California’s slow vaccine rollout a critical test for Newsom

Frontline healthcare workers who work in roles with high risk of exposure to infectious disease received their initial doses of the new COVID-19 vaccine recently approved for emergency use by the U.S. Food and Drug Administration. (Jane Tyska/Bay Area News Group)

Gov. Gavin Newsom has a lot of political capital riding on his goal of vaccinating 1 million additional Californians by this weekend.

Apart from school reopenings, no issue looms larger for Newsom’s third year in office — and his ability to fend off a growing recall movement — than the rollout of the coronavirus vaccine, which has so far been plagued with logistical and technical problems. Only eight states have administered fewer doses per capita than California, which as of Sunday had administered only 27% of its nearly 3 million doses — a decline from the 35% rate the state notched last week.

  • Newsom in a Monday press conference: “We recognize that the current strategy is not going to get us to where we need to go as quickly as we all need to go.”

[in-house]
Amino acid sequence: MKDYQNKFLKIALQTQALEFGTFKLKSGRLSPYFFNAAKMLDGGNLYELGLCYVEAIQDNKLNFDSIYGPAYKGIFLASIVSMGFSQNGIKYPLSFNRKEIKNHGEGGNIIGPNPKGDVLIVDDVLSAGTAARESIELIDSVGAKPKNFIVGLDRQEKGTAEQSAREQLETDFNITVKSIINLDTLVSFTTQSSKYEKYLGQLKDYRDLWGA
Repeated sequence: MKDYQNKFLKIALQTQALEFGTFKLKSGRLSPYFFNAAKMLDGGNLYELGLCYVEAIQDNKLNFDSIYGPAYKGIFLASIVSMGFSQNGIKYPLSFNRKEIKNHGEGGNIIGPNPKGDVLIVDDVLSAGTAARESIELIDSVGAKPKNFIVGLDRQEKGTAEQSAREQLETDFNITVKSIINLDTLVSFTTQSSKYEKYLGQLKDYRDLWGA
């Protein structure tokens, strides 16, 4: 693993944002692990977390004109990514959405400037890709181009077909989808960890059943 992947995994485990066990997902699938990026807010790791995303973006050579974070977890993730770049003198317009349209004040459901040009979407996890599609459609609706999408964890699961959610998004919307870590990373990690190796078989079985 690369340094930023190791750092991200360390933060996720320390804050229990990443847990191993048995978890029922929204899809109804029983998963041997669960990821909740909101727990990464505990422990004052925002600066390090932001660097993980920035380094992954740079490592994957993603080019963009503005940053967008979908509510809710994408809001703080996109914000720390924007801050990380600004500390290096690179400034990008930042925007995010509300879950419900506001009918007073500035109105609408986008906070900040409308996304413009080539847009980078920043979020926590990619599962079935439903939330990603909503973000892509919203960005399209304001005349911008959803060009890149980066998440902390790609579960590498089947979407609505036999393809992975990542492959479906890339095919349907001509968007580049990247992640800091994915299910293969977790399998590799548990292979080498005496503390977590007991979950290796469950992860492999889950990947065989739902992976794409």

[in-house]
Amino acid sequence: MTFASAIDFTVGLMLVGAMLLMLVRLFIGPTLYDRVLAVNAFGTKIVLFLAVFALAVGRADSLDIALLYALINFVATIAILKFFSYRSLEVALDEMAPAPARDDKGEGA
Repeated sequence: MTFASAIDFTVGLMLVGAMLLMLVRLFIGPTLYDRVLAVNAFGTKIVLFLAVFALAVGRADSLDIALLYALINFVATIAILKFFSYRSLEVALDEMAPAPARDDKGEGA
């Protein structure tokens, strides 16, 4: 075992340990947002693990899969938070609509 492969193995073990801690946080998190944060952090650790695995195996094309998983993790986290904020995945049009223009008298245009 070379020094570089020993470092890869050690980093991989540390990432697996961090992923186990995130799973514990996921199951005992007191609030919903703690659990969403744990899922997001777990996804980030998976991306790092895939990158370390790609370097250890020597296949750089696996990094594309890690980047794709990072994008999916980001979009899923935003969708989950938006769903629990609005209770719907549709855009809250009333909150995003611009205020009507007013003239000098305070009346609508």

To help pick up the pace, Disneyland Resort in AnaheimDodgers Stadium in Los AngelesPetco Park in San Diego and Cal Expo in Sacramento are being converted into vaccination sites for frontline workers and, eventually, the general public. The state also recently loosened its vaccination guidelines to ensure that doses don’t go to waste if refused by high-priority groups. The guidelines — developed by numerous working groups — were intended to prevent well-connected Californians from accessing the vaccine before those in need.

But former Assembly Speaker and San Francisco Mayor Willie Brown argued in a recent San Francisco Chronicle column that the state should be administering the vaccine to as many people as possible.

  • Brown“It would be for everyone — no Phase 1A, Phase 1B and other confusing classification categories. And Gov. Gavin Newsom: Such a program would end the recall talk overnight.”

In other coronavirus news, hospitalizations and intensive-care admissions are beginning to level off — “a point of some optimism” Newsom attributed to the regional stay-at-home orders. And, in a signal 2021 will be no less chaotic than 2020, two gorillas at a San Diego Zoo park have tested positive for COVID-19.


The coronavirus bottom line: As of Monday, California had 2,710,801 confirmed cases (+1.5% from previous day) and 29,965 deaths (+0.9% from previous day), according to a CalMatters tracker.

Also: CalMatters regularly updates this pandemic timeline tracking the state’s daily actions. And we’re tracking the state’s coronavirus hospitalizations by county.

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